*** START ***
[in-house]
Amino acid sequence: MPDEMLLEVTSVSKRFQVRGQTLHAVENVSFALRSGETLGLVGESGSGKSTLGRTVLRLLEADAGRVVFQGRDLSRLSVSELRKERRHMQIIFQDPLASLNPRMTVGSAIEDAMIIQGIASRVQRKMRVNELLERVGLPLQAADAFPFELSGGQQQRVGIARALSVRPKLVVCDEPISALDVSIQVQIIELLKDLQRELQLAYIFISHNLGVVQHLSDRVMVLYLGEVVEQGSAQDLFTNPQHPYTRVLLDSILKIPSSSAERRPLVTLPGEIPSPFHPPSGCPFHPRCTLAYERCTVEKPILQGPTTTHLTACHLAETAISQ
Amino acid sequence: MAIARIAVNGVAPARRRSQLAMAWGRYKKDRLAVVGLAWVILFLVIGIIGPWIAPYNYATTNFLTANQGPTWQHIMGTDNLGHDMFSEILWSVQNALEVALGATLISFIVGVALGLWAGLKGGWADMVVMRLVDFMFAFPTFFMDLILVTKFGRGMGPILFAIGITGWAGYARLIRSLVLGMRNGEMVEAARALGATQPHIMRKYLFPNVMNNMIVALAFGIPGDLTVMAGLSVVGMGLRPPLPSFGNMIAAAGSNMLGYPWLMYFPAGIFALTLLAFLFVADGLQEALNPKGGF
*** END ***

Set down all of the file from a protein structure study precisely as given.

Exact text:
[in-house]
Amino acid sequence: MPDEMLLEVTSVSKRFQVRGQTLHAVENVSFALRSGETLGLVGESGSGKSTLGRTVLRLLEADAGRVVFQGRDLSRLSVSELRKERRHMQIIFQDPLASLNPRMTVGSAIEDAMIIQGIASRVQRKMRVNELLERVGLPLQAADAFPFELSGGQQQRVGIARALSVRPKLVVCDEPISALDVSIQVQIIELLKDLQRELQLAYIFISHNLGVVQHLSDRVMVLYLGEVVEQGSAQDLFTNPQHPYTRVLLDSILKIPSSSAERRPLVTLPGEIPSPFHPPSGCPFHPRCTLAYERCTVEKPILQGPTTTHLTACHLAETAISQ
Amino acid sequence: MAIARIAVNGVAPARRRSQLAMAWGRYKKDRLAVVGLAWVILFLVIGIIGPWIAPYNYATTNFLTANQGPTWQHIMGTDNLGHDMFSEILWSVQNALEVALGATLISFIVGVALGLWAGLKGGWADMVVMRLVDFMFAFPTFFMDLILVTKFGRGMGPILFAIGITGWAGYARLIRSLVLGMRNGEMVEAARALGATQPHIMRKYLFPNVMNNMIVALAFGIPGDLTVMAGLSVVGMGLRPPLPSFGNMIAAAGSNMLGYPWLMYFPAGIFALTLLAFLFVADGLQEALNPKGGF